What spoke to you about the character you play and made you pursue it?
My character is a central character in the book and on the series, as well. It is a very complex character. I play a double-agent. He is a little bit of an insider, posing as a Swedish businessman, Victor Baynes, who is in reality Rudolph Wegener. If Adolph Hitler dies, there will be a power vacuum and that could potentially cause war with the Japanese. So, he travels to the West Coast to meet with his Japanese counterpart in order to avoid a war by reaching a secret agreement. He is a man who has done terrible things in his life and the guilt of those actions weigh heavily upon him and the rest of his family. He is haunted by the atrocities that he committed on behalf of The Reich and his efforts to avert war between the Japanese and the Nazi empire is his attempt at atonement. It is a very rich part, I would say.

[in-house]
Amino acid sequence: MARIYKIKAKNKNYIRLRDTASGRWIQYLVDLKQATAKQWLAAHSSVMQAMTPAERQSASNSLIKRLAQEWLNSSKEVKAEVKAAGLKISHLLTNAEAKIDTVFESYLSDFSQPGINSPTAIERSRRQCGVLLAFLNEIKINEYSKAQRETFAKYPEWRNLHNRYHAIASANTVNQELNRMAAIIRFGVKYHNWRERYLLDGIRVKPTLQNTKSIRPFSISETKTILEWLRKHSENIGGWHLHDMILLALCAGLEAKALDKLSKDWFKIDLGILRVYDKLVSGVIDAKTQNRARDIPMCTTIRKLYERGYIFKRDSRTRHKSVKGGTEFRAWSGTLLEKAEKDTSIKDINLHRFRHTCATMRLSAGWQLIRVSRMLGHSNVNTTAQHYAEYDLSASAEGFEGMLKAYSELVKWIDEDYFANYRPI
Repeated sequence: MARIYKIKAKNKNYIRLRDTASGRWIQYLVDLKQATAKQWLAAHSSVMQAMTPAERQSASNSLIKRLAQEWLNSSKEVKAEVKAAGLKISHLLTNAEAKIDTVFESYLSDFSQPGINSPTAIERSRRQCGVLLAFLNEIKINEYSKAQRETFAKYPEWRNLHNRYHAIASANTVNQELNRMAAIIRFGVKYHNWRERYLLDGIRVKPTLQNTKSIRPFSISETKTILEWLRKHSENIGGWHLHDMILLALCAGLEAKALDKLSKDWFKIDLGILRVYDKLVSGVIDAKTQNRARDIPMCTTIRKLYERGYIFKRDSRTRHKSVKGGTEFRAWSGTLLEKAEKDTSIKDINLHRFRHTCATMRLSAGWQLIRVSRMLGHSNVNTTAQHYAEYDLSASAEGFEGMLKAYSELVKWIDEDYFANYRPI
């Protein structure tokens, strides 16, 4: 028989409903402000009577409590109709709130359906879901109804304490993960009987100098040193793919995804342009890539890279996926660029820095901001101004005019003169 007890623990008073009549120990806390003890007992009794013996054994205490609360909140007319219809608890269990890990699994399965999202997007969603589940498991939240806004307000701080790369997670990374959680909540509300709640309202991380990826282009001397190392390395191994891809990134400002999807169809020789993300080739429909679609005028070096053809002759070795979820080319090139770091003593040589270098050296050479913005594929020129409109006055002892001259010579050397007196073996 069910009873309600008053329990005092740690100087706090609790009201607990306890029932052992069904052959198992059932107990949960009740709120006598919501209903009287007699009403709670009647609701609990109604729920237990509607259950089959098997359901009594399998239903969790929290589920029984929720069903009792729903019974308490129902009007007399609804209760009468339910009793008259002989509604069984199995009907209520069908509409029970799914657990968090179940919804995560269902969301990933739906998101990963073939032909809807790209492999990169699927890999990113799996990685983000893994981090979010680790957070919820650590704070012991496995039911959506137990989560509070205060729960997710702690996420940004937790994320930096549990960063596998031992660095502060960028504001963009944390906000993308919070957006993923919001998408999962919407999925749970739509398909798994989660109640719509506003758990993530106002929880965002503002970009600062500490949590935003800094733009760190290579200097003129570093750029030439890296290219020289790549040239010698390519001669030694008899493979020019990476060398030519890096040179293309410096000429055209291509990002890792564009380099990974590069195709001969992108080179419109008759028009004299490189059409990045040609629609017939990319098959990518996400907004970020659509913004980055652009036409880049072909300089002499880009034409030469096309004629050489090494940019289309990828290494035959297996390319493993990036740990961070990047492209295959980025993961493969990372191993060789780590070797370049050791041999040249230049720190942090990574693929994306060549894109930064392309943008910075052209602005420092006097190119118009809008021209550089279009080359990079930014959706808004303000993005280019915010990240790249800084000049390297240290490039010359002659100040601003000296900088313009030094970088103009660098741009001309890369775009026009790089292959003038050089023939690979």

Obviously, the story is well written and the characters are defined in those pages. What went into bringing the story from script to screen?
I think what was really interesting about this project is that it is an alternative reality from where the second World War ended and where we are picking the story up in 1962. There is a 17-year gap. Frank Spotnitz, the creator of the series, and Daniel Percival, who is a co-producer, director and writer on the series as well, are both custodians of the written word. This is a very unique project when it comes to collaboration, both in front of and behind the camera. It is extraordinary. From the actors, to the set designers to the costume designers, everyone involved were custodians of their worlds. It was a very collaborative effort. To me, collaboration is another key to creativity.